Former Liberian President, Charles Taylor, will take the stand next Tuesday amid a blaze of media cameras and lights. As the first sitting African head of state to be indicted and prosecuted for his alleged responsibility for some of the worst crimes known to humanity, the laser beam of international attention will zero in as he tells his side of the story. He is pleading not guilty to 11 charges of war crimes, crimes against humanity, and other serious violations of international humanitarian law for his alleged role in a war which ravaged Sierra Leone for 11 years.
The media spotlight can have a downside. For example, lawyers for Thomas Lubanga Dyilo, a Congolese militia leader on trial at the International Criminal Court for allegedly recruiting child soldiers, lamented on the second day of his trial in January 2009 that Lubanga had already been declared guilty by the media. “In the press he is already convicted, convicted before being tried. And in the eyes of a vast majority, as soon as there is an arrest warrant and as soon as the charges are confirmed and the matter is committed to trial, the presumption of innocence disappears,” said Catherine Mabille, Lubanga’s head defense lawyer.
With Charles Taylor, prosecuted by the Special Court for Sierra Leone, speculation abounds about his role in the Sierra Leonean war and his alleged link to the crimes committed there. The prosecution spent 13 months bringing Sierra Leonean survivors to the stand whose limbs had been amputated, or who had been raped or sexually enslaved by groups allegedly under Taylor’s control. They also sought testimony from insider witnesses in an effort to link Taylor to the crimes which were so vividly illustrated by the victims themselves. We have, though, only heard one side of the story.
On Tuesday, we’ll hear Taylor’s side. This matters for reasons beyond the narrative he will tell us in court.
1. A fair trial right: Taylor, like all defendants before international courts, has the right to be presumed innocent and to defend himself – in person or through the lawyer of his choice. These are two in a package of elements which make up fair trial rights, according to the Special Court for Sierra Leone’s own laws as well as both African and international human rights treaties. Taylor has the chance to exercise these rights on Tuesday when he takes the stand to tell his story. We need to listen and not pre-judge his responsibility. That is up to the judges at the end of the trial.
2. A Return of the Rule of Law: The breakdown of the rule of law, and lack of access to justice, was one of the key root causes of the violence in Sierra Leone, according to the country’s Truth and Reconciliation Commission. Taylor’s appearance on the stand to defend his actions and account for his alleged responsibility is a visible reminder that nobody – no matter how big or how powerful – is above the law. This is an important visual reconstruction of the rule of law for a society whose fabric was torn apart by war. Taylor taking the stand in an internationalized court that is working fairly is a complement to the work that Sierra Leone’s own legal reconstruction efforts. Sierra Leonean judges, lawyers and law enforcement professionals have undertaken their own national efforts to combat impunity for mass crimes – in 2002 the national judicial system prosecuted other suspected perpetrators for crimes committed after the Lome Peace Accord was signed in 1999. Meanwhile, on a broader level, the Sierra Leone Bar Association is committed to building a record of the country’s own national jurisprudence by developing and compiling law reports as part of an effort to reconstruct Sierra Leone’s rich legal history and make it available to a new generation of lawyers. On the internationalized front, Sierra Leonean lawyers, judges, translators and other court staff have worked together alongside international counterparts to make the Taylor trial possible. Taylor taking the stand, then, is a stark reminder of how far the rule of law has come in Sierra Leone come since the brutality and chaos of war ended less than a decade ago.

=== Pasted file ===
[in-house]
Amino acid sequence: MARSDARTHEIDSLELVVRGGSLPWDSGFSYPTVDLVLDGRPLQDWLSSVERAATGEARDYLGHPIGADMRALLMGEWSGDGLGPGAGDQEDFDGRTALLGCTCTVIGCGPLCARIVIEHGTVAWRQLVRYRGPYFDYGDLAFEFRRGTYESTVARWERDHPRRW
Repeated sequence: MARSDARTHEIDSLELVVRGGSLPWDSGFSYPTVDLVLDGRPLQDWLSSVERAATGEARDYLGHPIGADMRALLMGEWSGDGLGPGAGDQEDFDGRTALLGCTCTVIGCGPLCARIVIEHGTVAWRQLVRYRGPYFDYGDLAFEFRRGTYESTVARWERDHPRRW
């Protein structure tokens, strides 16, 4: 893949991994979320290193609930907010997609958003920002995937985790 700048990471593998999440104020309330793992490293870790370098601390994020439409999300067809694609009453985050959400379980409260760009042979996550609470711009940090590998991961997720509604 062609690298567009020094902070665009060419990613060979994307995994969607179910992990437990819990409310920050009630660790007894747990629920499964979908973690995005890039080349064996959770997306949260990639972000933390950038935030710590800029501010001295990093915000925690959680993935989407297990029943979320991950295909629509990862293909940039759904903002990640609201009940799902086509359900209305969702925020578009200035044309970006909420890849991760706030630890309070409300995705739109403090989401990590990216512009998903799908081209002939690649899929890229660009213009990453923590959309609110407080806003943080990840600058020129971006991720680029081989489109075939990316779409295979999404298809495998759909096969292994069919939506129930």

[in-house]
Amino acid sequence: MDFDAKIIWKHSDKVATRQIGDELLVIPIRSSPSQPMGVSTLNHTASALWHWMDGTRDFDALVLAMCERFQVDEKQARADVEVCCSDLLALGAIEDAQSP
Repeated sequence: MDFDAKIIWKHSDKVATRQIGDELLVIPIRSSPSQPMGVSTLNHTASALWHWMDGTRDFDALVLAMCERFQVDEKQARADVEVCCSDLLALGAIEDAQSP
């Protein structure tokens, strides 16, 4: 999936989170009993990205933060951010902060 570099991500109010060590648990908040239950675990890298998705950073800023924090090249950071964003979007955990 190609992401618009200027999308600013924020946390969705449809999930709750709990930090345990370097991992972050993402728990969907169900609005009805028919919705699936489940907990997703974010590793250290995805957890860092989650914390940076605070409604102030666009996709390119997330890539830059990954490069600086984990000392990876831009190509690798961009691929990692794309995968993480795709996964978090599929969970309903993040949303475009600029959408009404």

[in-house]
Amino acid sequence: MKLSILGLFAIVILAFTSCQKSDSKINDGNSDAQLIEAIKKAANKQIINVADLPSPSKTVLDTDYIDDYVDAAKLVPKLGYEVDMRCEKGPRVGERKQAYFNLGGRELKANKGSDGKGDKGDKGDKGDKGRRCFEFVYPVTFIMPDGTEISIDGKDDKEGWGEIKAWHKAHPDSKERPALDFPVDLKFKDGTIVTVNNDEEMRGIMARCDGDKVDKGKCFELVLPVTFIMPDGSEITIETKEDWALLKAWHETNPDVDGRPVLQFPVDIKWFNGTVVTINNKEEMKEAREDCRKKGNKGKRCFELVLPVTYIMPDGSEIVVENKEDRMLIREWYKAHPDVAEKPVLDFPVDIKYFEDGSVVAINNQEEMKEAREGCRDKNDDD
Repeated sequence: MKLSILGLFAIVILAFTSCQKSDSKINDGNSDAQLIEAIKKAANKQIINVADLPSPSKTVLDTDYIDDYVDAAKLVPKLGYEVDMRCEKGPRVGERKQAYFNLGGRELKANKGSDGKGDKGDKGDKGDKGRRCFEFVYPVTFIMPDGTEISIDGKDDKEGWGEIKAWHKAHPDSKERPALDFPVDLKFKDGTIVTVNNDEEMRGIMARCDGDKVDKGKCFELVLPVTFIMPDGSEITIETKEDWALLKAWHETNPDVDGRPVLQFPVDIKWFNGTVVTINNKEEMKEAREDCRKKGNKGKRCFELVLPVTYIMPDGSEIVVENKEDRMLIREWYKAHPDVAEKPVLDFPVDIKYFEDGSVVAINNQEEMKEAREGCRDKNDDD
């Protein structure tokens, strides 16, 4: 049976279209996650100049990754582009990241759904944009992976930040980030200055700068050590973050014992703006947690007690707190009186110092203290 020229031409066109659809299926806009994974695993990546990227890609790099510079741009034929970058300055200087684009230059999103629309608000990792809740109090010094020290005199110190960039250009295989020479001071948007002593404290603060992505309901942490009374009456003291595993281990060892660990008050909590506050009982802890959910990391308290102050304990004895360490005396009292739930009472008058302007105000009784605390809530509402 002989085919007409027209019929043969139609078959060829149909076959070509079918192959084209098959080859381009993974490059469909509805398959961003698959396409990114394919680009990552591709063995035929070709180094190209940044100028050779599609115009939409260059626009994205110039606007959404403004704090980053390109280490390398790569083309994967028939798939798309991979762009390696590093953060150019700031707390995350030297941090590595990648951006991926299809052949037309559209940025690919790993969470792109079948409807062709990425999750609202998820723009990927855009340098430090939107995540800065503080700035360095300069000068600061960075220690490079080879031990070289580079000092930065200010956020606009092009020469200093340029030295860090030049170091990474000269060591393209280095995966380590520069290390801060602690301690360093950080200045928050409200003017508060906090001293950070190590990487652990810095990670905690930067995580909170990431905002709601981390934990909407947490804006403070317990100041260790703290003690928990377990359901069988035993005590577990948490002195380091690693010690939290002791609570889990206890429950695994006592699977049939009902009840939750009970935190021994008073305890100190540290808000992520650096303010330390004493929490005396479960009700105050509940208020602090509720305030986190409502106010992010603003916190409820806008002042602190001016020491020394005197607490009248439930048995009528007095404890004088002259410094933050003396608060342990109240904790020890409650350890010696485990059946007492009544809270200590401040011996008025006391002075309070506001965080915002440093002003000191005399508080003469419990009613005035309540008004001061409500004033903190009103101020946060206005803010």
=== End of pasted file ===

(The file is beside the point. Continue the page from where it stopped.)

3. Taylor as a Symbol of International Commitment to Fighting Impunity: Taylor’s appearance on the stand at his own trial marks a milestone in international efforts to create a norm of accountability for mass crimes. Over a series of years, heads of state, diplomats and civil society from all over the world – Africa, Europe, the Americas and elsewhere – joined forces to bring Taylor to trial. This included the United Nations, the African Union, ECOWAS (the Economic Community of West African States), as well as the United States, Liberian and Nigerian governments, to name a few, who combined to shift Taylor into exile in Nigeria in 2003 and eventually to the Special Court in 2006. This came with the help of civil society: for instance, starting in 2004, two Nigerian businessmen, David Anyaele and Emmanuel Egbuna, whose limbs were allegedly amputated by Taylor’s forces in Liberia, challenged Taylor’s asylum in Nigeria and sought to have him extradited to the Special Court for Sierra Leone to face justice.
These efforts did not presuppose Taylor’s guilt or innocence, but rather recognized that he had a case to answer for the crimes during the war in Sierra Leone – and that such an answer was most appropriately given in court in the context of a trial. Accountability and the commitment to impunity is a principle that is shared across continents and oceans. The Taylor trial is proof of this.
The media are not the only ones which will eagerly await Taylor’s testimony on Tuesday. We all have an interest in hearing what he has to say. His side of the story is important. Not only will it add to our understanding of the role he allegedly played in the Sierra Leonean war and to our historical understanding of the conflict, but it will provide the victimized community with one more reminder that their suffering has not been forgotten.